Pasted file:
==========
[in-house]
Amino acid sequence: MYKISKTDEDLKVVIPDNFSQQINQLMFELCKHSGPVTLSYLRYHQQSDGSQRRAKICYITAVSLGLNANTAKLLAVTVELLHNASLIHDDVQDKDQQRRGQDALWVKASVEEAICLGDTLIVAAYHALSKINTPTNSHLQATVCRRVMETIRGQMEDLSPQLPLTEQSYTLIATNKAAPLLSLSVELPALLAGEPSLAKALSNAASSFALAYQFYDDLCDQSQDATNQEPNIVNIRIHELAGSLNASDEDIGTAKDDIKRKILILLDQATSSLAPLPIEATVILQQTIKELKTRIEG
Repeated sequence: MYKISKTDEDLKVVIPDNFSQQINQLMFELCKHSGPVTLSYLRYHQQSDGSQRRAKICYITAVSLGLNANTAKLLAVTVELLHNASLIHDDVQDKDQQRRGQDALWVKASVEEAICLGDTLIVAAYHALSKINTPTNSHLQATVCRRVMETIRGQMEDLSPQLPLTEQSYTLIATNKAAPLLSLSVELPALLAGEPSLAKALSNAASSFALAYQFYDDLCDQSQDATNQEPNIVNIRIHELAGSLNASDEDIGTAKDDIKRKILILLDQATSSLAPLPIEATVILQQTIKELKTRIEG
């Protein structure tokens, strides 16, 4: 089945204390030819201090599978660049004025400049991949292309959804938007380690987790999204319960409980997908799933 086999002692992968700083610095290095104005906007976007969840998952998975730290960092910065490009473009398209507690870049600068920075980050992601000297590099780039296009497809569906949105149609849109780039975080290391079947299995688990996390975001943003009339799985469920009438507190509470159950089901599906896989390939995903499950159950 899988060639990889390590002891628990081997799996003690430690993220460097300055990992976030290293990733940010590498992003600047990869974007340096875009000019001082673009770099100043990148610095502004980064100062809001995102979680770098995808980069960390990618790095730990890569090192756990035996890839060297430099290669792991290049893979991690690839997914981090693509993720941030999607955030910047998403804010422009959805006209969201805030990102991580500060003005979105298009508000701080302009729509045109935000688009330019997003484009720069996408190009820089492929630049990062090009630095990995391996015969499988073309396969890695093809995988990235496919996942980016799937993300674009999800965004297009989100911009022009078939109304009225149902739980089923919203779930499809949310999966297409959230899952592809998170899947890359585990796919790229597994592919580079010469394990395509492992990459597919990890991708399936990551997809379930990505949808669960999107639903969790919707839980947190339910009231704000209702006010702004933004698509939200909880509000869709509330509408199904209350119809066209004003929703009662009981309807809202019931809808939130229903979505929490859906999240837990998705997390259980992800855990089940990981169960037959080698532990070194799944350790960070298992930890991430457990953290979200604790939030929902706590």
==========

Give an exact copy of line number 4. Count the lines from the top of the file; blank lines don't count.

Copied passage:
């Protein structure tokens, strides 16, 4: 089945204390030819201090599978660049004025400049991949292309959804938007380690987790999204319960409980997908799933 086999002692992968700083610095290095104005906007976007969840998952998975730290960092910065490009473009398209507690870049600068920075980050992601000297590099780039296009497809569906949105149609849109780039975080290391079947299995688990996390975001943003009339799985469920009438507190509470159950089901599906896989390939995903499950159950 899988060639990889390590002891628990081997799996003690430690993220460097300055990992976030290293990733940010590498992003600047990869974007340096875009000019001082673009770099100043990148610095502004980064100062809001995102979680770098995808980069960390990618790095730990890569090192756990035996890839060297430099290669792991290049893979991690690839997914981090693509993720941030999607955030910047998403804010422009959805006209969201805030990102991580500060003005979105298009508000701080302009729509045109935000688009330019997003484009720069996408190009820089492929630049990062090009630095990995391996015969499988073309396969890695093809995988990235496919996942980016799937993300674009999800965004297009989100911009022009078939109304009225149902739980089923919203779930499809949310999966297409959230899952592809998170899947890359585990796919790229597994592919580079010469394990395509492992990459597919990890991708399936990551997809379930990505949808669960999107639903969790919707839980947190339910009231704000209702006010702004933004698509939200909880509000869709509330509408199904209350119809066209004003929703009662009981309807809202019931809808939130229903979505929490859906999240837990998705997390259980992800855990089940990981169960037959080698532990070194799944350790960070298992930890991430457990953290979200604790939030929902706590």